The federal TAM rule defines SGR, requires grantees that receive funds from the Federal Transit Administration (FTA) to develop a TAM plan, establishes TAM performance measures, establishes requirements that transit agencies will follow when reporting annually to the National Transit Database (NTD), and requires FTA to provide both technical assistance and funding to support implementation. [1]

The federally required TAM measures cover a subset of transit system assets and focus on specific condition metrics for asset types. Asset categories and measures are listed below.

Asset Category


Measure Type


[vehicles only]

Percentage of vehicles that have met or exceeded their Useful Life Benchmark


Rolling Stock

Percentage of revenue vehicles that have met or exceeded their Useful Life Benchmark



Percentage of assets with condition rating below 3.0 on FTA’s Transit Economic Requirements Model (TERM) scale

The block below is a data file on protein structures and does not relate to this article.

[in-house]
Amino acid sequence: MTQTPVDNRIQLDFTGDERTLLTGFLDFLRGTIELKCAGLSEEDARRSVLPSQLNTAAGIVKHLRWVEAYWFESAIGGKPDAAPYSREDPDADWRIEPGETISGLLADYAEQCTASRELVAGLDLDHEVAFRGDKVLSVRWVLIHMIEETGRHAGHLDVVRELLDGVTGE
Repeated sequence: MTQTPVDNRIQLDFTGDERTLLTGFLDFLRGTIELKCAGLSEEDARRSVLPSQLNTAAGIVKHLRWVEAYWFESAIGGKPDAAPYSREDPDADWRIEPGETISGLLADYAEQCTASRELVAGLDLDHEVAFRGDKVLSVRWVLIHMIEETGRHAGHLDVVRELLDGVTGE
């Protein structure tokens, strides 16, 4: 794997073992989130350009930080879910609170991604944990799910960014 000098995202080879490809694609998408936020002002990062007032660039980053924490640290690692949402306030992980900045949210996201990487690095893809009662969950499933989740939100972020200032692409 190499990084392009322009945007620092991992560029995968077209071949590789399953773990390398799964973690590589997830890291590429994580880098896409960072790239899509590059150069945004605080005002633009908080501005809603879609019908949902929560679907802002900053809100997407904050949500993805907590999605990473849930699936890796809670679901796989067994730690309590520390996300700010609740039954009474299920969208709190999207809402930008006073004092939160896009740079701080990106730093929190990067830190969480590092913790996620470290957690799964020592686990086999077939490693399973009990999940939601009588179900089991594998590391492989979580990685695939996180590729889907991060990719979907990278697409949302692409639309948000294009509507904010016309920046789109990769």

Infrastructure [Fixed Guideway]

Percentage of track segments with performance [speed] restrictions, by mode


Transit agencies—and state agencies acting as sponsors of group TAM plans—are required to develop targets for the above measures. Transit agencies must coordinate with MPOs and states to the maximum extent practicable when setting these targets. MPOs set targets to account for transit SGR and TAM investments at the regional level. The MBTA, Cape Ann Transportation Authority (CATA), and MetroWest Regional Transit Authority (MWRTA) submitted agency-level targets for SFY 2018 (July 2017 through June 2018) to MPO staff. Their targets reflect the agencies’ most recent data available on the inventory of asset types; number, age, and condition of assets; and expectations and capital investment plans for improving these assets during SFY 2018. MPO staff has used these transit agency targets as the basis for proposed initial regional TAM targets for the Boston region. At this time, MPO staff proposes adopting separate TAM targets for the MBTA, CATA, and MWRTA. The proposed targets listed in Tables 4 through 7 of the TAM memo follow those targets set by the MBTA, CATA, and MWRTA.